Wednesday, August 18, 2010


I am reading Francis Chan's second book, Forgotten God, for the second time. I read it a few months ago and decided I wanted to go through it again. As I was reading I came across the following story:

Recently, a man dying of cancer asked the church elders to anoint him with oil and pray for his healing. Before we prayed, however, I asked the man a question I don't normally ask: "Why do you want to be healed? Why do you want to stay on this earth?" The man, as well as everyone else around, seemed a bit surprised that I would ask such a blunt question.

Chan goes on and expounds on this thought and it is very powerful and thought provoking.

As I have this story/thought in the back of my mind I have been looking at the numerous prayer request sent out via churches, friends, Bible study groups in a completely different light. Most of the request are sent out asking for something similar to the following: "Pray for Suzie, she just found out she has cancer. Pray that God would heal her." Or "Pray for the Jones'. They just left for South America on a missions trip. Pray that they would be safe and return home without any complications." As I hear these, Francis' questions pops into my head...Why? Why do you want to be healed? Why do you want a safe, trouble free missions trip? When we pray like this could it be that what we are really saying is that we don't believe God can work through tragedy or are we simply afraid of trials and troubles in our life. Are we more concerned with our safety our well being and our comfort than we are with allowing God to be glorified in whatever He chooses to allow us to experience?

Now don't get me wrong, I am not saying pray that someone would die from their illness or that someone would be fatally injured on a missions trip. However my question is: Can God work through tragedy? Can God receive glory through someone's death. Absolutely, just look at what was accomplished at the cross some two thousand years ago!

Along these same lines, if you look at the prayers of the Apostle Paul they are very different from what I hear in church on Sunday mornings or what comes across prayer chain e-mails. Look at just a few and see how Paul prays:

Ephesians 1:17-19 - 17I keep asking that the God of our Lord Jesus Christ, the glorious Father, may give you the Spirit of wisdom and revelation, so that you may know him better. 18I pray also that the eyes of your heart may be enlightened in order that you may know the hope to which he has called you, the riches of his glorious inheritance in the saints, 19and his incomparably great power for us who believe.

Philippians 1: 9 11 - 9And this is my prayer: that your love may abound more and more in knowledge and depth of insight, 10so that you may be able to discern what is best and may be pure and blameless until the day of Christ, 11filled with the fruit of righteousness that comes through Jesus Christ—to the glory and praise of God.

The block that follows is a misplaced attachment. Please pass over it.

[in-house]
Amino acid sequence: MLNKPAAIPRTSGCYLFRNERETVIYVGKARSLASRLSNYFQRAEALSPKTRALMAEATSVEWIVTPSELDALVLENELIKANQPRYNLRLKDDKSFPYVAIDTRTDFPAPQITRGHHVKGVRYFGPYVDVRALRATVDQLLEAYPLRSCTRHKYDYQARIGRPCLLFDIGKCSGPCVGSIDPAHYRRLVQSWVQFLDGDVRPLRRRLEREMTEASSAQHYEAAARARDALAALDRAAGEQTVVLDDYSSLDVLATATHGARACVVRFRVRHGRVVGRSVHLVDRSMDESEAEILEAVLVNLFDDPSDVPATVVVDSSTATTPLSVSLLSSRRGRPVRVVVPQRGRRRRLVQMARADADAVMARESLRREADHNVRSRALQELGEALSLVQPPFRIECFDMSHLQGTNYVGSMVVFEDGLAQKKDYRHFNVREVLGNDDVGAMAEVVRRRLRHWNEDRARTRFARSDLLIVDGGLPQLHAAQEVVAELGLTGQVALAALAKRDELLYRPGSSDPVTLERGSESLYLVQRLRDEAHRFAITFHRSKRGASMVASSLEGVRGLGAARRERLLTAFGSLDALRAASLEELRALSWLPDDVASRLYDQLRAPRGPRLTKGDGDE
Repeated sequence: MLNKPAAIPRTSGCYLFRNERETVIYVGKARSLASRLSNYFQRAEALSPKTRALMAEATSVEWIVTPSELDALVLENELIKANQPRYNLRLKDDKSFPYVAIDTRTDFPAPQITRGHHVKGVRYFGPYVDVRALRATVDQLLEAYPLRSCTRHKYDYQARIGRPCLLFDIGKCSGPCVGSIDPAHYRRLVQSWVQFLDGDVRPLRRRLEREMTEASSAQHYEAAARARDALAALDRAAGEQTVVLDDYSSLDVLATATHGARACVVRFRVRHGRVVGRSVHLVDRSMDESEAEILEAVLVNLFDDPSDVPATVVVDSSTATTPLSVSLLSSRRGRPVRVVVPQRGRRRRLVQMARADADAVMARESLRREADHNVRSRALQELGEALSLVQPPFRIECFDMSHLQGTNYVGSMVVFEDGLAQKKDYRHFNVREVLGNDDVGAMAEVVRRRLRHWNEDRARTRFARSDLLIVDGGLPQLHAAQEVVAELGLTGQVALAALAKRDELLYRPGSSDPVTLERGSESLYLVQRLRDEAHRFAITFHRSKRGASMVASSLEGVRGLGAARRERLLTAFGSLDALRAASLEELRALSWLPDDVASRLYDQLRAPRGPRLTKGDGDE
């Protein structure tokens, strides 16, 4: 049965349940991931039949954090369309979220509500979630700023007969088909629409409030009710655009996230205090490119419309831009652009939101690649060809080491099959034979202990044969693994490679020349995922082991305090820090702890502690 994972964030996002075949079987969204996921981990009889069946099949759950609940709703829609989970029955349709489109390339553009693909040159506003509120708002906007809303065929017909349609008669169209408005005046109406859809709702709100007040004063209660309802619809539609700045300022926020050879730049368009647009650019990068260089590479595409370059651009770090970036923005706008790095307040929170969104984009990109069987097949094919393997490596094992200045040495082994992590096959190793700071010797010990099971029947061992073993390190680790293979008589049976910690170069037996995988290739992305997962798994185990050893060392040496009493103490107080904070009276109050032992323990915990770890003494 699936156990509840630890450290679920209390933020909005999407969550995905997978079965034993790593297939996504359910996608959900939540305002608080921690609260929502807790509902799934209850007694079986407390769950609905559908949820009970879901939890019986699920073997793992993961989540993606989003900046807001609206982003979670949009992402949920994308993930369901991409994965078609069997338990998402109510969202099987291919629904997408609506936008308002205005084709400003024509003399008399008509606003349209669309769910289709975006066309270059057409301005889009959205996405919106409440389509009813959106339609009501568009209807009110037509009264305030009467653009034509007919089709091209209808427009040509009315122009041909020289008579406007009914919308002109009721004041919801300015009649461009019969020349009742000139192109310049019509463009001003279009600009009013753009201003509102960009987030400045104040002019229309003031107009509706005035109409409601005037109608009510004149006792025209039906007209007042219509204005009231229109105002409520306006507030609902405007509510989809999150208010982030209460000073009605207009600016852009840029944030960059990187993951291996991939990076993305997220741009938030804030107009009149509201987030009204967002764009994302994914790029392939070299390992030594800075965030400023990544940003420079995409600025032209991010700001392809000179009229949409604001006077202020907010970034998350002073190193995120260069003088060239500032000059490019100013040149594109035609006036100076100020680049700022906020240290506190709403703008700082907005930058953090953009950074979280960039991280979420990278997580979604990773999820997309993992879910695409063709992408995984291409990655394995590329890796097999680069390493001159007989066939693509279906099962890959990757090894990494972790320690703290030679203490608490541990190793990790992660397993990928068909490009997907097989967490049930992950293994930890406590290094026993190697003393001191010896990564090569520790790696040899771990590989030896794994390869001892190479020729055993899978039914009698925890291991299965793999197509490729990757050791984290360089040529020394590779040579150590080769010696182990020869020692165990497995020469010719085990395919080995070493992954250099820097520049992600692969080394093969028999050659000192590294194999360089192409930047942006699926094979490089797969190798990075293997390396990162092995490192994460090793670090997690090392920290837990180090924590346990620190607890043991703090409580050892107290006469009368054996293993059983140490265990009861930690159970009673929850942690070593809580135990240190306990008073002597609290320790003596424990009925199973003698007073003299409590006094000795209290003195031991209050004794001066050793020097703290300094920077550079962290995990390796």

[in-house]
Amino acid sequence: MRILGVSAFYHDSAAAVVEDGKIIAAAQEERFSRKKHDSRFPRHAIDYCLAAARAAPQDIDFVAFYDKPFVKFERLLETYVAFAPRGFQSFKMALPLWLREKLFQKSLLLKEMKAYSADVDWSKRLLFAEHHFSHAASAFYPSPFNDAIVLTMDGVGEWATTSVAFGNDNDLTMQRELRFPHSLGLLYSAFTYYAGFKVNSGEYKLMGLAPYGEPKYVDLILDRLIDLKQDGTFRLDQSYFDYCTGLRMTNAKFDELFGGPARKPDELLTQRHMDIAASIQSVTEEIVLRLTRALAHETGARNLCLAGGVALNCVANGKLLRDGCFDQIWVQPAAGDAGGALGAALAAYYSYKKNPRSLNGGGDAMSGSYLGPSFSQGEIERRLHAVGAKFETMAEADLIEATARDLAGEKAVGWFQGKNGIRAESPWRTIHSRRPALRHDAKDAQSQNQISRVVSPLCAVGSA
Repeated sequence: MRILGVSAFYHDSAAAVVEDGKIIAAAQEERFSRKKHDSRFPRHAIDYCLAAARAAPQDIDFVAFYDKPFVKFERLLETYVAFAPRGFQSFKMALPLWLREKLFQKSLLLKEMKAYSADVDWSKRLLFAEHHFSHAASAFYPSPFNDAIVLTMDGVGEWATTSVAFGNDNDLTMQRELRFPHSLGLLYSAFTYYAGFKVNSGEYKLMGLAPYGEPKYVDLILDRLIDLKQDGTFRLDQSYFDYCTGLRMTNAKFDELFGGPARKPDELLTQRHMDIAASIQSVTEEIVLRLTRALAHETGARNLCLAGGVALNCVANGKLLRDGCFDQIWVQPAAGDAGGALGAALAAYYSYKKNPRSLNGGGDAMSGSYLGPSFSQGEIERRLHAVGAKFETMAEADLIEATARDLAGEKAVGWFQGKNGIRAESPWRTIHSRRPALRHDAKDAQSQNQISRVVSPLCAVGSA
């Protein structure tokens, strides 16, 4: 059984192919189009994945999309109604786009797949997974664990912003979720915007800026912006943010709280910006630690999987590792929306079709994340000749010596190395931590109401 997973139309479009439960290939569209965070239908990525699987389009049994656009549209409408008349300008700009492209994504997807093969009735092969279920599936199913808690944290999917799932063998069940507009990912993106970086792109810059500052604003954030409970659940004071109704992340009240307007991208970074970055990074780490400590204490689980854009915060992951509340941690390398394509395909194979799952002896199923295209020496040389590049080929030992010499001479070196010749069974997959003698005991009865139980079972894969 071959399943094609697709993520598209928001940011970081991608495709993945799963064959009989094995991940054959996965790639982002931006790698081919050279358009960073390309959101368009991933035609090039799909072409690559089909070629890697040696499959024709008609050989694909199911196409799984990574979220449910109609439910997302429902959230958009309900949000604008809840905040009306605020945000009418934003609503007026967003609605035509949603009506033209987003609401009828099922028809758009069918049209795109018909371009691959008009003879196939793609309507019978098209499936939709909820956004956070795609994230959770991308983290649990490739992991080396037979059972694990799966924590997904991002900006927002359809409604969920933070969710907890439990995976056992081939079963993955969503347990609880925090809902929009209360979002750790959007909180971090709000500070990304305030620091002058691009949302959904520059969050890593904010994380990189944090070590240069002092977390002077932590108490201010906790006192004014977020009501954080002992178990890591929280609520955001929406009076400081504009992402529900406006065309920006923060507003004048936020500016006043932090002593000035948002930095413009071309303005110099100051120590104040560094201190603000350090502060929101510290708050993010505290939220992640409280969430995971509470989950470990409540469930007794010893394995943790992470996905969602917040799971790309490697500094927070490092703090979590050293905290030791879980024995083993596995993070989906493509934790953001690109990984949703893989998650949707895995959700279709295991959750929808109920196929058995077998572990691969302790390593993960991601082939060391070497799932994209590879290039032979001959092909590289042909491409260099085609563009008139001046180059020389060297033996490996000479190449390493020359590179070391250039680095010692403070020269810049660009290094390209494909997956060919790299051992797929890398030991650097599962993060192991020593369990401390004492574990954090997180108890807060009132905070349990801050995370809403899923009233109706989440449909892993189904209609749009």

Colossians 1: 9 - 12 - 9For this reason, since the day we heard about you, we have not stopped praying for you and asking God to fill you with the knowledge of his will through all spiritual wisdom and understanding. 10And we pray this in order that you may live a life worthy of the Lord and may please him in every way: bearing fruit in every good work, growing in the knowledge of God,11being strengthened with all power according to his glorious might so that you may have great endurance and patience, and joyfully 12giving thanks to the Father, who has qualified you to share in the inheritance of the saints in the kingdom of light.

Was there pain and suffering in Ephesus, sure, were there missionaries being sent out of Philippi, absolutely were people dying in Colossi, yes. But Paul does not pray for safety or healing for any of the Believers in these churches, he does not pray for their physical well being. Paul keeps his prayers focused on the spiritual well being of these men and women. I think Paul knew first hand that God could and would be glorified through pain and suffering and through tragedy in the same way He could be glorified through healing and safety. Look at what Paul said as he headed out on his journey to Jerusalem.

Acts 20: 22 - 24 - 22"And now, compelled by the Spirit, I am going to Jerusalem, not knowing what will happen to me there. 23I only know that in every city the Holy Spirit warns me that prison and hardships are facing me. 24However, I consider my life worth nothing to me, if only I may finish the race and complete the task the Lord Jesus has given me—the task of testifying to the gospel of God's grace.

Notice what Paul says, not please pray for my safety or pray that I would get out of jail quickly if I cannot avoid being arrested altogether. He says I consider my life worth nothing! He reemphasizes this in Philippians 1

Philippians 1: 21 - 24 - 21For to me, to live is Christ and to die is gain. 22If I am to go on living in the body, this will mean fruitful labor for me. Yet what shall I choose? I do not know! 23I am torn between the two: I desire to depart and be with Christ, which is better by far; 24but it is more necessary for you that I remain in the body.

I think if the apostle Paul were here today visiting our churches and someone began to pray for his health or safety while he travels he might ask them the same question Francis asked the man in his church - "Why?"

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